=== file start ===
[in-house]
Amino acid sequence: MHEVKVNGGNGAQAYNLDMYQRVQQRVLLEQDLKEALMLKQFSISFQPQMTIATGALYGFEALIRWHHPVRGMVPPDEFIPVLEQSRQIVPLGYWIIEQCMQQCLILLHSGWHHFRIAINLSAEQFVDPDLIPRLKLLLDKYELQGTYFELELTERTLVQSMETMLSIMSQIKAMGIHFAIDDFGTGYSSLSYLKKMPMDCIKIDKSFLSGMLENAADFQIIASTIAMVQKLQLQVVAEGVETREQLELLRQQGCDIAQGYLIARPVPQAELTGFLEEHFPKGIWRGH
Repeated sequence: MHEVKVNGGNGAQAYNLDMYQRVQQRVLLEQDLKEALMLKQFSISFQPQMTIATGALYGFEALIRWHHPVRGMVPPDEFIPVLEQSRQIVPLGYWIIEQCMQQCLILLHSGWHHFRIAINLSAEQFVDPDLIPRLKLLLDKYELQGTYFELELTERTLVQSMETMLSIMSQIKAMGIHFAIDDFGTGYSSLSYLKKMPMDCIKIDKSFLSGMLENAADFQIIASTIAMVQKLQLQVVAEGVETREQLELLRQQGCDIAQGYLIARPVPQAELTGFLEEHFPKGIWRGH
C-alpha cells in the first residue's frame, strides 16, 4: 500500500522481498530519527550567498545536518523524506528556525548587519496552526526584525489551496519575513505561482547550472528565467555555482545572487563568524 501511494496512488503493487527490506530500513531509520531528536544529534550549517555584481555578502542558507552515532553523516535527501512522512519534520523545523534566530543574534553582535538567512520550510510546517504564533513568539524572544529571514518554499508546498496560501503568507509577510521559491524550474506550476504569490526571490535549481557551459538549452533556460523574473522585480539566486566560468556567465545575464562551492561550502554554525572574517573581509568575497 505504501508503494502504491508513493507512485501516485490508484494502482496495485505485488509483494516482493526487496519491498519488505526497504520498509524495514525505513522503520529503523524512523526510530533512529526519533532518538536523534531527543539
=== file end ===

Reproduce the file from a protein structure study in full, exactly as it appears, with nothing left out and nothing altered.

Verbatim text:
[in-house]
Amino acid sequence: MHEVKVNGGNGAQAYNLDMYQRVQQRVLLEQDLKEALMLKQFSISFQPQMTIATGALYGFEALIRWHHPVRGMVPPDEFIPVLEQSRQIVPLGYWIIEQCMQQCLILLHSGWHHFRIAINLSAEQFVDPDLIPRLKLLLDKYELQGTYFELELTERTLVQSMETMLSIMSQIKAMGIHFAIDDFGTGYSSLSYLKKMPMDCIKIDKSFLSGMLENAADFQIIASTIAMVQKLQLQVVAEGVETREQLELLRQQGCDIAQGYLIARPVPQAELTGFLEEHFPKGIWRGH
Repeated sequence: MHEVKVNGGNGAQAYNLDMYQRVQQRVLLEQDLKEALMLKQFSISFQPQMTIATGALYGFEALIRWHHPVRGMVPPDEFIPVLEQSRQIVPLGYWIIEQCMQQCLILLHSGWHHFRIAINLSAEQFVDPDLIPRLKLLLDKYELQGTYFELELTERTLVQSMETMLSIMSQIKAMGIHFAIDDFGTGYSSLSYLKKMPMDCIKIDKSFLSGMLENAADFQIIASTIAMVQKLQLQVVAEGVETREQLELLRQQGCDIAQGYLIARPVPQAELTGFLEEHFPKGIWRGH
C-alpha cells in the first residue's frame, strides 16, 4: 500500500522481498530519527550567498545536518523524506528556525548587519496552526526584525489551496519575513505561482547550472528565467555555482545572487563568524 501511494496512488503493487527490506530500513531509520531528536544529534550549517555584481555578502542558507552515532553523516535527501512522512519534520523545523534566530543574534553582535538567512520550510510546517504564533513568539524572544529571514518554499508546498496560501503568507509577510521559491524550474506550476504569490526571490535549481557551459538549452533556460523574473522585480539566486566560468556567465545575464562551492561550502554554525572574517573581509568575497 505504501508503494502504491508513493507512485501516485490508484494502482496495485505485488509483494516482493526487496519491498519488505526497504520498509524495514525505513522503520529503523524512523526510530533512529526519533532518538536523534531527543539